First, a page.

I have been retired from professional psychology for three years. I have enjoyed spending time as an information volunteer at the Minneapolis Institute of the Arts, and I help with the care of my young grandson. In my free time I love reading, music, and learning Spanish.
All of my life I have enjoyed learning new skills and solving problems. When something has to be done, I want to solve the challenge of finding the easiest and simplest way to achieve that goal. I want to meet people where they are and together discover where they would like to be. I want to agree on the best goals, and the best way to achieve those goals.
I enjoy working with children and adults one on one or in small groups. My first step would be to get to know you. What do you enjoy? What excites you? What do you want to achieve? What are you most fearful about. What frustrates you? We will work together to set the best goals, and to decide how to reach them.
I am looking forward to getting to know you and to start working together on reaching your goals.
Education & Certification
Undergraduate Degree: Marymount College - Bachelors, Psychology
Graduate Degree: Wayne State University - PHD, Psychology
Reading both fiction and nonfiction, I volunteer at the Minneapolis Institute of Art, and I enjoy classical music. I also enjoy caring for my young grandson, two days a week, and I study Spanish.
What is your teaching philosophy?
I believe in clarity. We need to both be aware of the goal, and any problems that make it difficult to reach that goal.
How can you help a student become an independent learner?
I encourage students to start the task on their own, until a problem is reached. Then I become a coach: look for options, correct misunderstanding, model a correct response, then encourage doing it by himself or herself. Praise success.
If a student has difficulty learning a skill or concept, what would you do?
I would identify the difficulty: is it misunderstanding the instruction, misuse of a previously learned skill, or lack of background information? Then, I would clarify what was needed to achieve the skill or concept.
How do you help students who are struggling with reading comprehension?
When students struggle with reading comprehension, I would look for skills first: are they able to read the material accurately and quickly enough for it to be meaningful?. Then, look for purpose: what is the item, about what is it saying? I would help the student look at keywords that clarify the meaning of the paragraph or the story.
What strategies have you found to be most successful when you start to work with a student?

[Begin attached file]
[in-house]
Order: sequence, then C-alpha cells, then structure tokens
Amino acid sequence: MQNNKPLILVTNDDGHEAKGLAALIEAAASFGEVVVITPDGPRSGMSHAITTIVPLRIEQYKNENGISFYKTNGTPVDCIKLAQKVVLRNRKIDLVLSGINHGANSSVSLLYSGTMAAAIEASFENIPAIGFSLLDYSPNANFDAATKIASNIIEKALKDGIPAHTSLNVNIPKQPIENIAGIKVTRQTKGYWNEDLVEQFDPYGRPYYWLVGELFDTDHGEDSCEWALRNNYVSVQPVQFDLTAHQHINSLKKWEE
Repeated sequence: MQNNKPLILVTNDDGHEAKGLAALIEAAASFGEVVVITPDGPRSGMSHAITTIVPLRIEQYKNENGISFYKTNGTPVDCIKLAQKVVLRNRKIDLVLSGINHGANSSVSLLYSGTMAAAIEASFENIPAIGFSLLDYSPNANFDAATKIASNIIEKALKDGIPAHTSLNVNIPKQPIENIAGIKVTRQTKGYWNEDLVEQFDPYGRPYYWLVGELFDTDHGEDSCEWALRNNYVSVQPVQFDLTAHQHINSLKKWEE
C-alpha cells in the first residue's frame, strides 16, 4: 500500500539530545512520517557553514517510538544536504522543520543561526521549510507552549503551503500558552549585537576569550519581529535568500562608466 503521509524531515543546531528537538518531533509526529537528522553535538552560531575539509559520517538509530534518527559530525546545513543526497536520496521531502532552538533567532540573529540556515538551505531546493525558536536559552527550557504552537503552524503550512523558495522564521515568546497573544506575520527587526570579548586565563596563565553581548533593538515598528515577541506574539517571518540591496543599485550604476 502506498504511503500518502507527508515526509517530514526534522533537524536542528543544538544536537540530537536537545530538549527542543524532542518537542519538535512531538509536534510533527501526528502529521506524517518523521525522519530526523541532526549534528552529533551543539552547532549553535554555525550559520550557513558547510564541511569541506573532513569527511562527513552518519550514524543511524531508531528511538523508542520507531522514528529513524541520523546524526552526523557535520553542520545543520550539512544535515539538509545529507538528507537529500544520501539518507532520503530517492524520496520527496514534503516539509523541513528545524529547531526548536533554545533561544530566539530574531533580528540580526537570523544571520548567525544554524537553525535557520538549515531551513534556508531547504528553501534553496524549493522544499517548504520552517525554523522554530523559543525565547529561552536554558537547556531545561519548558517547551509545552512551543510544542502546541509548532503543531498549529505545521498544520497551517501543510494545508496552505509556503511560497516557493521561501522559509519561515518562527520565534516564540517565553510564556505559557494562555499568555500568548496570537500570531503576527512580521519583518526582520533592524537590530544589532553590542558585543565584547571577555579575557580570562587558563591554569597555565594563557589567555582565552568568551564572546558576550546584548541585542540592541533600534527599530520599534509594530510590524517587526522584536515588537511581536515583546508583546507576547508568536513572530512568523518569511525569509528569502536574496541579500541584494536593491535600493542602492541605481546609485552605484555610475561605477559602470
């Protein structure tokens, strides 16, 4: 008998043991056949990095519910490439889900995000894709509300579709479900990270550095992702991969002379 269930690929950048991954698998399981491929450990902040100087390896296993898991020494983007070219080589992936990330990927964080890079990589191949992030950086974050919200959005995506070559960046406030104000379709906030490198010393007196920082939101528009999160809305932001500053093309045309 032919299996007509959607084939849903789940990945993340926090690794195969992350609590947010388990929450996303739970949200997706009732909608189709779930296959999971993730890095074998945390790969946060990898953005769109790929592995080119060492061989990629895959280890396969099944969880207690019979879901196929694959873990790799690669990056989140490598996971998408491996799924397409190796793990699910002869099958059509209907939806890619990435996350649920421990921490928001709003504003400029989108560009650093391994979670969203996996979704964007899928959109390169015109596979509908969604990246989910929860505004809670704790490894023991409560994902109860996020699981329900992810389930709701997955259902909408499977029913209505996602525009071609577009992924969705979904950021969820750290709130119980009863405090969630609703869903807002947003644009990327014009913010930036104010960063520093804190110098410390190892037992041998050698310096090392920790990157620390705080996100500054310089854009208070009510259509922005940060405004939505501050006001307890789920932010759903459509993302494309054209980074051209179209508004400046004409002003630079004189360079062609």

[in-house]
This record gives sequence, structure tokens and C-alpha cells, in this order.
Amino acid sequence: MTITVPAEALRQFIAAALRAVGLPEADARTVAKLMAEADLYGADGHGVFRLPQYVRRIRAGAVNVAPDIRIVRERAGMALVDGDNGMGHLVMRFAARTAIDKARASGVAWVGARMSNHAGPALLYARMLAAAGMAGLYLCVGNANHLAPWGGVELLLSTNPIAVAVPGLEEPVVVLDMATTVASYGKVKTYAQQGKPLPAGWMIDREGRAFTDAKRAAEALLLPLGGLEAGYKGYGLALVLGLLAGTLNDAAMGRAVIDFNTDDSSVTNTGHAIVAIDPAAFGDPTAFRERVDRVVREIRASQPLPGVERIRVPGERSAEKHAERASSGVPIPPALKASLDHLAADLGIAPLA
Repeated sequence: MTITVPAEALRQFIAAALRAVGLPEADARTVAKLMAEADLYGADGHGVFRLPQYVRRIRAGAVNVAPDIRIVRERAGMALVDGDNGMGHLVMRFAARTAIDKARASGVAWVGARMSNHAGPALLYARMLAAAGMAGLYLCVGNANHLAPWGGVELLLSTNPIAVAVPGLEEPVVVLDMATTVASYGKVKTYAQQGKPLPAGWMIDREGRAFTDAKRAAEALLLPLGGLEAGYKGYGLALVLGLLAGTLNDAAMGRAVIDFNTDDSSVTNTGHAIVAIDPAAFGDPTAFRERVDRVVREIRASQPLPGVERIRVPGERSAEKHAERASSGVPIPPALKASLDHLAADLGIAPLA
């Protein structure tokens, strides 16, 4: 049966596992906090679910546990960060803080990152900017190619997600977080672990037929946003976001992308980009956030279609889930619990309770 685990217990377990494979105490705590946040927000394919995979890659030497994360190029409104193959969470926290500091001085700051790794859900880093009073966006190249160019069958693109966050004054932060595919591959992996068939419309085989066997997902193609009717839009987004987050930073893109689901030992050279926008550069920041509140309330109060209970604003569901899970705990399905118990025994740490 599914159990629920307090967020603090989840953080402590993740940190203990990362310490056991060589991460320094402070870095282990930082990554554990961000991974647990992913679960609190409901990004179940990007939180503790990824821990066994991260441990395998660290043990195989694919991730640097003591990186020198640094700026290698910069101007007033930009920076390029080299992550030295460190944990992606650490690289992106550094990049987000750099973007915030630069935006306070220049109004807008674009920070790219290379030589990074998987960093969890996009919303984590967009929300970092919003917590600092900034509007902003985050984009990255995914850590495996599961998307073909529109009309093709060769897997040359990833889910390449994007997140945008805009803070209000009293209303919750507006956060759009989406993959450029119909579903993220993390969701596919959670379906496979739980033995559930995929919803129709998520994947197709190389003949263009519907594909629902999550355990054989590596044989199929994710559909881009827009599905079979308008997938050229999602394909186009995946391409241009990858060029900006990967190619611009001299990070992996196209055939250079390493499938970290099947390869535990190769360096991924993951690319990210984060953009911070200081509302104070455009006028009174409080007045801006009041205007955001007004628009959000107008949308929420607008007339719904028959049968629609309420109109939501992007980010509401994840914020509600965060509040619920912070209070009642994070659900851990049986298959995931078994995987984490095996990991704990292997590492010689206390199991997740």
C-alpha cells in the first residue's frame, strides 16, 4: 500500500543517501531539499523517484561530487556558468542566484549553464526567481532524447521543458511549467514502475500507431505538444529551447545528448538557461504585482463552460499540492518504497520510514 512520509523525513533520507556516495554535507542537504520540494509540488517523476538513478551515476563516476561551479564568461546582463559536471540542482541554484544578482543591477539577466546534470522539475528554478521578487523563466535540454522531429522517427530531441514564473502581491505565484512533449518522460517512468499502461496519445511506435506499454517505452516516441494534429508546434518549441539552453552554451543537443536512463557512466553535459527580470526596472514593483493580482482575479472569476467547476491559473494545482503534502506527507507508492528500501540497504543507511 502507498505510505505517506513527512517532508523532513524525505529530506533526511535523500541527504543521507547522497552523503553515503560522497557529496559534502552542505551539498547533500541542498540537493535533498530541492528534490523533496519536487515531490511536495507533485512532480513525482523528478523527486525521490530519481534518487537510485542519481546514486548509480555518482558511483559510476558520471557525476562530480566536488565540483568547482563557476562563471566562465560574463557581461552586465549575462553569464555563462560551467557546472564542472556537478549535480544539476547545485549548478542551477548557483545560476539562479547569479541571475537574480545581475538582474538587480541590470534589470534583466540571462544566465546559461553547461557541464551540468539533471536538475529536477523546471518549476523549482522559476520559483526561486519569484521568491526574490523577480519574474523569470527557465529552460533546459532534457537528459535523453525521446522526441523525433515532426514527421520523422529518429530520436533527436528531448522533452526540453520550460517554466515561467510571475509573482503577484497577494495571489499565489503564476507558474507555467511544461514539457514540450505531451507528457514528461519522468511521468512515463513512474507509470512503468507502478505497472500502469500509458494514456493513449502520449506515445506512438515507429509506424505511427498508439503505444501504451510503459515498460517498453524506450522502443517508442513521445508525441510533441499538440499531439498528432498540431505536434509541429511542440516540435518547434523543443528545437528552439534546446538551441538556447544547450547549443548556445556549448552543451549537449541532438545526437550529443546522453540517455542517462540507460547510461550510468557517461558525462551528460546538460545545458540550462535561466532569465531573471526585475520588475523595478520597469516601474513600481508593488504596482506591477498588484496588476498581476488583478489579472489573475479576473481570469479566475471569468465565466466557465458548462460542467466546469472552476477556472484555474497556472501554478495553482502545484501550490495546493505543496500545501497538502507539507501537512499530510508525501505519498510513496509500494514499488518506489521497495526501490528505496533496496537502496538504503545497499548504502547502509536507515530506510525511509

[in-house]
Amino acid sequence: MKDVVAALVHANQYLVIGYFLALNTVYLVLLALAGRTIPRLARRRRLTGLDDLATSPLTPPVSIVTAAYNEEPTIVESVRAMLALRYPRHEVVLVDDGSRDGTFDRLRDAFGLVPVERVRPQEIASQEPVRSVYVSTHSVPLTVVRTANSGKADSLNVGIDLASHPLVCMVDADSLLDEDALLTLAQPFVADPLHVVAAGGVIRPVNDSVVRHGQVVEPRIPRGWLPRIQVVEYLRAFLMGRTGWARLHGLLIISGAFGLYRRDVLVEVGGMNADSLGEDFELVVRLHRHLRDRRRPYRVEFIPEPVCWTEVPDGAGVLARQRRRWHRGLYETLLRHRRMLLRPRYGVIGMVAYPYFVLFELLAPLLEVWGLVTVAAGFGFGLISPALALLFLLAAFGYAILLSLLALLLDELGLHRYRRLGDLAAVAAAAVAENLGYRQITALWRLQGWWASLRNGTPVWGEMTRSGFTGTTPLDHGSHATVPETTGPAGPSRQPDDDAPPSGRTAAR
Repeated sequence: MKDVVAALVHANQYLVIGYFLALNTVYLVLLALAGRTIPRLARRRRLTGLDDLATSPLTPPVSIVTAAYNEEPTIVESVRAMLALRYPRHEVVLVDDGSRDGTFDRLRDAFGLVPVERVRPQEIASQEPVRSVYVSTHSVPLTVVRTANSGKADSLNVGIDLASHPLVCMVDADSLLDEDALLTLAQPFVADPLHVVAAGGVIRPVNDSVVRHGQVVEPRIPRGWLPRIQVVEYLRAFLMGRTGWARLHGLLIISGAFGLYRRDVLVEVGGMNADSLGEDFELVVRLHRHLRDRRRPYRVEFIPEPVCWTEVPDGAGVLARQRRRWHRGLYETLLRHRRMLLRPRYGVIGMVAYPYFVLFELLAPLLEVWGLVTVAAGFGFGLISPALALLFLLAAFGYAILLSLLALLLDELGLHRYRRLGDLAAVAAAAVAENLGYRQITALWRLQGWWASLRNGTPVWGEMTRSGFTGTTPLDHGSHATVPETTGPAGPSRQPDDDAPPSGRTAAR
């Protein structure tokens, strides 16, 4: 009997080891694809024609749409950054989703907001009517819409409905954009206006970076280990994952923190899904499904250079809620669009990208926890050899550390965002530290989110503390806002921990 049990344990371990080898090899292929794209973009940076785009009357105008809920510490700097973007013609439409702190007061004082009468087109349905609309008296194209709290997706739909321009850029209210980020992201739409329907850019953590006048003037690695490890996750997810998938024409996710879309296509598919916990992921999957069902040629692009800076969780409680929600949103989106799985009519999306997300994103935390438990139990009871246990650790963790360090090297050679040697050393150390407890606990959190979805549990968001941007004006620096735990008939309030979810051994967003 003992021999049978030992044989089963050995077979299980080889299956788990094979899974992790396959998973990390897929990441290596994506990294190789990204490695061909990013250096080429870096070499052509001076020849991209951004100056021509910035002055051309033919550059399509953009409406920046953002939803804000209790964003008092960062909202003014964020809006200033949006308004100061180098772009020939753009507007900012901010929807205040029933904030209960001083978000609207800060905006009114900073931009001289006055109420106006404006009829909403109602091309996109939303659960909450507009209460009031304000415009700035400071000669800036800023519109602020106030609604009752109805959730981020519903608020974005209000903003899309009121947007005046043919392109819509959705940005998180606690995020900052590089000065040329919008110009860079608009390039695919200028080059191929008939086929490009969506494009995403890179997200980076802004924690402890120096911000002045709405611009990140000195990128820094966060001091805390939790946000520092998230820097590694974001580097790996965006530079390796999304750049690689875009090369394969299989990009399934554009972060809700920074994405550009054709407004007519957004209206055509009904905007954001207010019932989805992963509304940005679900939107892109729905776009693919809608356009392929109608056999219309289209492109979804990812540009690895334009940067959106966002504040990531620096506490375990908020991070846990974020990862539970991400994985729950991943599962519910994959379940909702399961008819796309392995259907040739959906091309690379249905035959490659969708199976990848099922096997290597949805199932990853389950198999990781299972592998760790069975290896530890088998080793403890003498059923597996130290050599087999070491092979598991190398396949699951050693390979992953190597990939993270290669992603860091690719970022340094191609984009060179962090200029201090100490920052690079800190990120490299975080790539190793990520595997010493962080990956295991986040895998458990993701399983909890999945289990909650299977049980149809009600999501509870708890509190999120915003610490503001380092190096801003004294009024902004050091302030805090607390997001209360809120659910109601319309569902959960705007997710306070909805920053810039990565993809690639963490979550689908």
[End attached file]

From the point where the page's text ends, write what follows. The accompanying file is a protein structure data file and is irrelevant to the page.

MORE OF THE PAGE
Understanding the problem that they are having, and setting clear agreed upon goals. Finding ways for us both to enjoy the experience. Provide ways to achieve progress right away.
How would you help a student get excited/engaged with a subject that they are struggling in?
Success has its own pleasure, so finding ways for the student to make good progress would help them engage in the subject. I'd also allow them some time and ways to celebrate their own progress.
What techniques would you use to be sure that a student understands the material?
I believe the best way to be sure is to provide a new item for the student to demonstrate that knowledge.
How do you build a student's confidence in a subject?
Progress from one step to another, as we achieve their goals. I would note the student's progress. I would reduce the fear of failure because it is a learning opportunity.
How do you evaluate a student's needs?
Start with getting to know the student. What do they want to achieve? What is causing problems in their learning? How will they know when they have reached the goals that they have set?
How do you adapt your tutoring to the student's needs?
When we know what our goals are, then we both know what we need to do. I would work to identify lacking skills and remediate those, encourage attempts at the material, and celebrate success.
What types of materials do you typically use during a tutoring session?
I would use the materials that are provided by the school to start. Otherwise, there are attractive books and practice materials online and in stores.
What might you do in a typical first session with a student?
I would spend approximately ten minutes getting to know the student: likes and dislikes, where the student is in the family, what happens in school, and what is difficult? Some information about the problem would come from the parent and the school. Then, I would start with the issue that appears to be the most pressing for the student.
How would you help a student stay motivated?
Success is a great motivator, so learning something at each session would be important. Rewards, praise, and time are beneficial for success. Recognizing that the child can now do something that he or she was not able to do earlier is the best motivator.